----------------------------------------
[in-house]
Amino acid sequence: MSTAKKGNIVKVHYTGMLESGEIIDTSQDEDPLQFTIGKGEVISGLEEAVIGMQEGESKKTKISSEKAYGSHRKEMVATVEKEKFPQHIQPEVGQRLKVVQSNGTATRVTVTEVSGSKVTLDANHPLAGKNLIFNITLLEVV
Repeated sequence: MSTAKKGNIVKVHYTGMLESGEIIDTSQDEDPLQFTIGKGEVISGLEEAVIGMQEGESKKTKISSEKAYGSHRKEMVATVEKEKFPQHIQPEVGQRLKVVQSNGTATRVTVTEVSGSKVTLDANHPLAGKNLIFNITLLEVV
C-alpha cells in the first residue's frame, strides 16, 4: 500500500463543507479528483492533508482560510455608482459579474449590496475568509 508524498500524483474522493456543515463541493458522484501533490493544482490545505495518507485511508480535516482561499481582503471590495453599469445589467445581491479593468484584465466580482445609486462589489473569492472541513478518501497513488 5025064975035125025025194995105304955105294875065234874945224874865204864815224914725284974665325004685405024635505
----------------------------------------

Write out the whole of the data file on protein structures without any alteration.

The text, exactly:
[in-house]
Amino acid sequence: MSTAKKGNIVKVHYTGMLESGEIIDTSQDEDPLQFTIGKGEVISGLEEAVIGMQEGESKKTKISSEKAYGSHRKEMVATVEKEKFPQHIQPEVGQRLKVVQSNGTATRVTVTEVSGSKVTLDANHPLAGKNLIFNITLLEVV
Repeated sequence: MSTAKKGNIVKVHYTGMLESGEIIDTSQDEDPLQFTIGKGEVISGLEEAVIGMQEGESKKTKISSEKAYGSHRKEMVATVEKEKFPQHIQPEVGQRLKVVQSNGTATRVTVTEVSGSKVTLDANHPLAGKNLIFNITLLEVV
C-alpha cells in the first residue's frame, strides 16, 4: 500500500463543507479528483492533508482560510455608482459579474449590496475568509 508524498500524483474522493456543515463541493458522484501533490493544482490545505495518507485511508480535516482561499481582503471590495453599469445589467445581491479593468484584465466580482445609486462589489473569492472541513478518501497513488 5025064975035125025025194995105304955105294875065234874945224874865204864815224914725284974665325004685405024635505